The design DeBoer had created called for substantial landscaping in the new community. Given the incredible heat during the summer, the landscaping was intended to ameliorate the high temperatures. Extra funds had to be provided, but by 1932 Secretary Wilbur had persuaded Congress to appropriate them, and had hired Wilbur Weed as Chief Landscape Architect. Weed was a landscape architect from Oregon. He studied the soil, and developed a selection of plants which could thrive in the town. His efforts soon made the new community a beautiful one.
Buildings started going up, according to the layout by DeBoer, as modified by the Bureau. The community was well on its way to being a home for the thousands of workers on the dam project. When the dam was finished in 1935, under budget and ahead of schedule, many of the workers moved on to other projects, and workers helping with the dam operations moved in, continuing the town's growth.
By 1932, the first Boulder City Airport, Bullock Field was built. The Boulder Dam Hotel was built in 1933. It was later acquired by Glover E. "Roxy" Ruckstell, who also owned Grand Canyon Airlines and the Grand Canyon Boulder Dam Tours. It was Ruckstell who finally forced the breaking of the color barrier for local residents, when he pushed to have Henry and Ocie Bradley allowed to live in town. They were the first black family in Boulder City.
The town in the mid-1930s was described in a reminiscence published by Frank Water in his book, The Colorado. He noted,
"â€¦Boulder City had paved streets, stores, tidy bungalows and air-conditioned barracks, enormous mess halls, garages, machine and service shops. Telephone and telegraph services were provided. A paved highway and a railroad were built in from Las Vegas, and an electric transmission line from California to furnish light and power."
During the 1940s and 1950s, Boulder City continued to be a federal reservation. In the late 1950s, a decision to close the Boulder City Hospital galvanized local residents to seek independence from their federal reservation status, and the right to incorporate as a city in Nevada. By 1960 this was accomplished, and Boulder City entered the ranks of incorporated Nevada cities.
While gaming is to this day not allowed within the city limits of Boulder City, the history of the community with alcohol was much more complicated. In 1933, after the repeal of prohibition, 3.2% beer and 4% wine were allowed in town. Stronger alcohol was available at the Boulder Dam Hotel, though this was not advertised. In 1969, hard liquor was finally legalized, and Boulder City joined the ranks of the rest of Nevada's communities.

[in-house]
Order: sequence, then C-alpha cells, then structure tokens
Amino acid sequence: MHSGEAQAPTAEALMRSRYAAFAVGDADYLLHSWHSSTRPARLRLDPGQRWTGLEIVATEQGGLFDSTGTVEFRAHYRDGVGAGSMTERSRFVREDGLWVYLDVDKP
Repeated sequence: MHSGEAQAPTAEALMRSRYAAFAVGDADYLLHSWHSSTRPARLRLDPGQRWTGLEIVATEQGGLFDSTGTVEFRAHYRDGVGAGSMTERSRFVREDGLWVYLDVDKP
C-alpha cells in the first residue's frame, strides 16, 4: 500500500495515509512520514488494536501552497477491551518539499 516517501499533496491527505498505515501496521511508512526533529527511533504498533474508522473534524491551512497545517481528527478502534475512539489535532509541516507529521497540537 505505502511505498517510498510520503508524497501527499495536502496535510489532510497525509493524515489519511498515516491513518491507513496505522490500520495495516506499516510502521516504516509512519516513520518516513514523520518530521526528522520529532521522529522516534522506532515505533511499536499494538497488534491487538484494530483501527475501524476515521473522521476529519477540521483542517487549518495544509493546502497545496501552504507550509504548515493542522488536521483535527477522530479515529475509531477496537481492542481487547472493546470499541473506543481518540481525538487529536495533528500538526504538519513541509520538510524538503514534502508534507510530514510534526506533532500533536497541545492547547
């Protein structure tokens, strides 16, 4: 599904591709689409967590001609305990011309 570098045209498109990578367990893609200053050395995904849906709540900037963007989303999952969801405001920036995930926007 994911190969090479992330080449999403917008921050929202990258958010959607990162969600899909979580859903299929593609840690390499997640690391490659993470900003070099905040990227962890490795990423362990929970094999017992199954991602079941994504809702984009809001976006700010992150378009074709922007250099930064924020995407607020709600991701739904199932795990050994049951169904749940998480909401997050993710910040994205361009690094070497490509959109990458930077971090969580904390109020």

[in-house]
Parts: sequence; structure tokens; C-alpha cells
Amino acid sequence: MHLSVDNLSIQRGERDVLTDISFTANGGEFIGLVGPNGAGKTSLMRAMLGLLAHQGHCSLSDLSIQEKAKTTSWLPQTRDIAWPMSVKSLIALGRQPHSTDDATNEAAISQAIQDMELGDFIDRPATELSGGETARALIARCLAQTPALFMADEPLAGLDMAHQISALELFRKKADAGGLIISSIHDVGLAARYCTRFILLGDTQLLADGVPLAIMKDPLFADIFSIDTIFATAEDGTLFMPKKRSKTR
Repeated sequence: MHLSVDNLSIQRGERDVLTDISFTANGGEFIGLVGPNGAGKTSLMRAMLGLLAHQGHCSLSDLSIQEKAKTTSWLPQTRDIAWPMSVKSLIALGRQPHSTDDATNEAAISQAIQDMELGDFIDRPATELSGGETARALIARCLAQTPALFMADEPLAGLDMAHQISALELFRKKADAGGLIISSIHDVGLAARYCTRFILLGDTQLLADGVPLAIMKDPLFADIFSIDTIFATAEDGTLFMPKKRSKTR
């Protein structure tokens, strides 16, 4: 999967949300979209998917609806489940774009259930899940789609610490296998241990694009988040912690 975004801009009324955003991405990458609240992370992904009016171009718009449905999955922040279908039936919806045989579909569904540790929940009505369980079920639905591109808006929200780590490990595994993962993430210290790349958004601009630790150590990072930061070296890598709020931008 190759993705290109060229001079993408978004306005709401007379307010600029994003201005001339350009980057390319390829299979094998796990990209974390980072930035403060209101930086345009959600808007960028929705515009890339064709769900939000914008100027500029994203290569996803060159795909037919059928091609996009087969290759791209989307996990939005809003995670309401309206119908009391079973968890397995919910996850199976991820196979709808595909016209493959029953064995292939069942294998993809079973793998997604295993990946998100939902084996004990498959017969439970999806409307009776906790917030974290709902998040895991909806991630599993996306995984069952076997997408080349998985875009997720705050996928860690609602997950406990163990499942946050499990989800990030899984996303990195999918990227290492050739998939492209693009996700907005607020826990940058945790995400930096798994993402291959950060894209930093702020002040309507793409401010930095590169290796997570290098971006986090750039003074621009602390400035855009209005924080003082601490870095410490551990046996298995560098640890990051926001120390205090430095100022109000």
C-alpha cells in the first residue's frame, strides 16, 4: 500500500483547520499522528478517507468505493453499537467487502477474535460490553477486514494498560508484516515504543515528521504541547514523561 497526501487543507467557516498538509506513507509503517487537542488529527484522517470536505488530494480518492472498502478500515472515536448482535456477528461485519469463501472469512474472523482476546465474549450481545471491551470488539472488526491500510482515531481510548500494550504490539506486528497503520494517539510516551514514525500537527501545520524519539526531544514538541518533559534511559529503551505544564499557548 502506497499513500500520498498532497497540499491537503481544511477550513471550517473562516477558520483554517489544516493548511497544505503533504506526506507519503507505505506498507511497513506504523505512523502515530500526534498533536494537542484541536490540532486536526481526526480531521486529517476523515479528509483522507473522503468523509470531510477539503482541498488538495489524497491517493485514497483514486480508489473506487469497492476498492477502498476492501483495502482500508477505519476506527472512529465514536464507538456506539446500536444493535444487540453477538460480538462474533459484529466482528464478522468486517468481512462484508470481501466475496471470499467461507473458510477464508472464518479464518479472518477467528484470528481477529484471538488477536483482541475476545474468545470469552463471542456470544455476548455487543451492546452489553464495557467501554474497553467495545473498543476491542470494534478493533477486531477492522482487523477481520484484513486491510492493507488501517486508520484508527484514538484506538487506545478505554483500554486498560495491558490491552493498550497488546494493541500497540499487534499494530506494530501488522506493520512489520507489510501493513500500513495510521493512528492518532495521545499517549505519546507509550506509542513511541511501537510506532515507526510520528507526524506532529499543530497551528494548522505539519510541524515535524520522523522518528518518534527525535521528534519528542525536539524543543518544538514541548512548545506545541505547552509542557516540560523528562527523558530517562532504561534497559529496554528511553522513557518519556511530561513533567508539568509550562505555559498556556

Boulder City today is a thriving community, one which has a unique history. It is the only incorporated city in Nevada which does not allow gambling. It is still noted for its landscaping, and is the "Gateway to Hoover Dam."
The Queho Posse chapter of the ancient and honorable order of E Clampus Vitus thanks Boulder City for its hospitality and support of our 2013 Spring Clampout. Special thanks are due to City Manager J. David Fraser, for his help with this project. We are happy to present to the city a plaque for the history of the community.
What sayeth the brethren?
And so recorded.
A bibliography for those who wish further information on Boulder City.
Carlson, Helen, S., Nevada Place Names; A Geographical Dictionary, 1974, University of Nevada Press
Conklin, Paul K., The Vision of Elwood Mead, in Agricultural History, April 1960
Hall-Patton, Mark P., A History of Railroad Passâ€¦, 2009, Obfuscationist Press
Hall-Patton, Mark P., A Quickie on Boulder City, or Sims Ely's Heritage, 2000, Obfuscationist Press
Hall-Patton, Mark P., Elwood Mead; The Namesake of Lake Mead, 2005, Obfuscationist Press
Hall-Patton, Mark P., Prohibition and the River, 2004, Obfuscationist Press
Hall-Patton, Mark P., The Path of Relief, or Bootleg Canyon, 2007, Obfuscationist Press
Hiltzik, Michael, Colossus; Hoover Dam and the Making of the American Century, 2010, Free Press
Klueger, James R., Turning on Water with a Shovel: The Career of Elwood Mead, 1992, University of New Mexico
Lewis, Georgia, Las Vegas, The Way It Was, 1979, Las Vegas Sun
McBride, Dennis, and Dunar, Andrew, Building Hoover Dam; An Oral History of the Great Depression, 1993, University of Nevada Press
McBride, Dennis, In The Beginning â€¦ A History of Boulder City, Nevada, 1992, Boulder City/Hoover Dam MuseumMcBride, Dennis, Midnight on Arizona Street: The Secret Life of the Boulder Dam Hotel, 1993, Boulder City/Hoover Dam Museum
Mead, Elwood, Selected Writings of Elwood Mead on Water Administration in Wyoming and the West, 2000, Wyoming Water Association
Myrick, David F., Railroads of Arizona; Volume I: The Southern Roads, 1985, Howell-North Books
Myrick, David F., Railroads of Nevada and Eastern California; Volume II: The Southern Roads, 1992, University of Nevada Press
Pahor, Stanley, Nevada Towns and Tales, Volume 2, South, 1982, Nevada Publications
Ruess, Martin, Coping with Uncertainty: Social Scientists, Engineers, and Federal Water Resources Planning, in Natural Resources Journal, Winter 1992
Stevens, Joseph E., Hoover Dam; An American Adventure, 1988, University of Oklahoma Press
Waters, Frank, The Colorado, 1946, Rinehart & Company
Wolf, Donald E., Big Dams and Other Dreams; The Six Companies Story, 1996, University of Oklahoma Press